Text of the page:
on 23 October 2003
These are really timeless short stories, by a master of the genre. If you like Chekhov, then there are plenty of things here to interest you. If you only know the plays then all I can say is that this collection of stories is even better. The book has "The Kiss," "The Bishop," "Peasants," the trilogy "Man In A Case," "Gooseberries" and "Concerning Love," and also includes "A Case History," "The Russian Master," "In The Gully" and "Anna Round The Neck." My favorite has to be "The Bishop," which fully displays Chekhov's powers of description and his real insight into the way human beings really feel. Other stories look at the conditions in Russian society for the serfs and "The Russian Master" is a typical Chekhov story of love's shortcomings.
There's something about this book that has a fascinating character to it. Right from the cover, to the variety of stories, (even the font itself!?!) transports me to Russia whenever I open it up. I recommend this book, even if you own some of the stories already because it's just still good value. If you don't know Chekhov's stories, I'm sure will like them by reading this collection.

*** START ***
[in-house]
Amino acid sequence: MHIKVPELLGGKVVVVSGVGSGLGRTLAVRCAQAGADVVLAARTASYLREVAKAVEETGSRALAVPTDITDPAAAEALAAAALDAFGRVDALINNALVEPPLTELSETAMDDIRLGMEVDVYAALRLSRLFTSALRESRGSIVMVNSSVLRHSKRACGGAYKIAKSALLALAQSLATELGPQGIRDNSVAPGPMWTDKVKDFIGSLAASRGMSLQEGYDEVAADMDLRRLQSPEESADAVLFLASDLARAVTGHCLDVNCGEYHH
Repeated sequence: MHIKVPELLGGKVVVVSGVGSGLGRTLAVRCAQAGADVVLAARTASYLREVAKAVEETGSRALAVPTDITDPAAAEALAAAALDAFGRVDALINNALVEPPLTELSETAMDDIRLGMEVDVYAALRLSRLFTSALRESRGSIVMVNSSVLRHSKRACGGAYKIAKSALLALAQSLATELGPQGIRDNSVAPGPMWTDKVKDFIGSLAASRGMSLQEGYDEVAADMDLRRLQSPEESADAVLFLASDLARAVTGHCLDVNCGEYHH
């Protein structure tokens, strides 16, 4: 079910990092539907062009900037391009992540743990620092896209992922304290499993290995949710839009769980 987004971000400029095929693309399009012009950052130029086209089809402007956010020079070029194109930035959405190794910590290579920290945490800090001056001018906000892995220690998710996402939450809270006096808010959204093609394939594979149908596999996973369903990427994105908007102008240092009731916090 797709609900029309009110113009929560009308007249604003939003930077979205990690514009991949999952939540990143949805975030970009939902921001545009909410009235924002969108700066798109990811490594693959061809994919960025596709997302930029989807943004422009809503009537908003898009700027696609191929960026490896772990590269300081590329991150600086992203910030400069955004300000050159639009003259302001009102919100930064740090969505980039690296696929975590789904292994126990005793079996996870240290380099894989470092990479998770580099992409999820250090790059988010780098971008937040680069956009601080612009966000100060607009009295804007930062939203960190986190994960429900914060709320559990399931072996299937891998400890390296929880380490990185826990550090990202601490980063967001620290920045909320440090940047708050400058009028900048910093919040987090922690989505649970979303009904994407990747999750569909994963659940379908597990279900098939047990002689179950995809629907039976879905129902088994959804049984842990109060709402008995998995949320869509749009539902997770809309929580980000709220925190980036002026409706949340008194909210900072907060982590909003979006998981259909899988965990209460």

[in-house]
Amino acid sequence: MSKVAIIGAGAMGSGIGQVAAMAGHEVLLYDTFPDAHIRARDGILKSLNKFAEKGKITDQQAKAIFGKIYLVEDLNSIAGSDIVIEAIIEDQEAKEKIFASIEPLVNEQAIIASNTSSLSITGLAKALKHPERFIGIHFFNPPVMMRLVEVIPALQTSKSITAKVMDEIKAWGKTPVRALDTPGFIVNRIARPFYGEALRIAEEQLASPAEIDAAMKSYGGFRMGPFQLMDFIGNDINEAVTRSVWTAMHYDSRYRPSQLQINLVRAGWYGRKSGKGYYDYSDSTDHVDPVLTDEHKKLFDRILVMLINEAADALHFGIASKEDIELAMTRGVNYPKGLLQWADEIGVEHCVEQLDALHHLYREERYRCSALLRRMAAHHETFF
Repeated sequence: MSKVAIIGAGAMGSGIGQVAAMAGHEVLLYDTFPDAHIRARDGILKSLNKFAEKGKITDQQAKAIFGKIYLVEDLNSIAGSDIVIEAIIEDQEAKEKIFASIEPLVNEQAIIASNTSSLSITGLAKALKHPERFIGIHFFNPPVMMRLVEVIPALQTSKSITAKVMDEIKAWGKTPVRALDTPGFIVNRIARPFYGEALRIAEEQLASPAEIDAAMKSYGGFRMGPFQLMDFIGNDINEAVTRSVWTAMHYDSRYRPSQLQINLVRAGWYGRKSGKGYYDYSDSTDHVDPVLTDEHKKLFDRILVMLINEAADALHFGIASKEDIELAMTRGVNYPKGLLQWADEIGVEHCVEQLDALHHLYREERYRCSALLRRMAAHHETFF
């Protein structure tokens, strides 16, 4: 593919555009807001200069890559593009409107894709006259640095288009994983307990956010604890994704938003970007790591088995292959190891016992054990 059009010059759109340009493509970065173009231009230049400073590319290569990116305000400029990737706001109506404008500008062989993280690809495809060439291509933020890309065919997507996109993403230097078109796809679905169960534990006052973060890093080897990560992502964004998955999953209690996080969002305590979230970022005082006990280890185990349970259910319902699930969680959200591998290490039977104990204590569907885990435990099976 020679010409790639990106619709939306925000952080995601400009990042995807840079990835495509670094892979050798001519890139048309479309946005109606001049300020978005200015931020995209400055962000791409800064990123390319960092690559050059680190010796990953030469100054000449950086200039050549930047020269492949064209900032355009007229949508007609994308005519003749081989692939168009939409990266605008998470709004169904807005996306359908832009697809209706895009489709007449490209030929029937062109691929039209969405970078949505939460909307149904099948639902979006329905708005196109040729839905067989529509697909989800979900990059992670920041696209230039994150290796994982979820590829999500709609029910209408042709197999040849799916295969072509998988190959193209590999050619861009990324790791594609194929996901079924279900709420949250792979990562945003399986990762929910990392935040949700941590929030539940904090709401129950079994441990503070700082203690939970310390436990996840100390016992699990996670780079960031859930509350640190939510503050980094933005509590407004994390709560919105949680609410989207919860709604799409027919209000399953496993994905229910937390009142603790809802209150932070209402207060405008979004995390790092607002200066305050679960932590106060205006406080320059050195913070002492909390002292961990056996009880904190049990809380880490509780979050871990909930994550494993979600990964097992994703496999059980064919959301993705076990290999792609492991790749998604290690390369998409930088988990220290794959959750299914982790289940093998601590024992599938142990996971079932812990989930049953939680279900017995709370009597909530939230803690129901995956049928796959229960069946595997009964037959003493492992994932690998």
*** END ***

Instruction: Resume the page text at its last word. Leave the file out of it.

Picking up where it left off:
on 29 April 2006
This collection was written late in Chekhov's life, and include works that helped to cement his reputation of Russia's greatest naturalist storywriter. He already had a reputation as something of a renegade, falling foul of the censors with his less than positive portrayal of Russian people. The stories in this book exemplify his attitude towards Russia and its people, adopting a position of paternal disappointment with his fellow countrymen.
The ten stories are all fairly short, and are largely lacking in plot. They are psychological snapshots of the main characters, portraits of Russian stereotypes much in the tradition of Nineteenth Century Russian literature. The reading isn't always easy. Chekhov's views of peasants as drunks and criminals, or the trivial obsessions of the middle classes, are almost wholly negative, and the characters in his stories are often lost in their own pettiness. However, the portraits are so well observed, so believable, that the stories are compulsive reading. Chekhov has a fantastic eye for detail when it comes to human behaviour, and this collection is full of fascinating, detailed observations. 'The Kiss' is perhaps not for everyone, but it is an excellent collection of short stories nonetheless.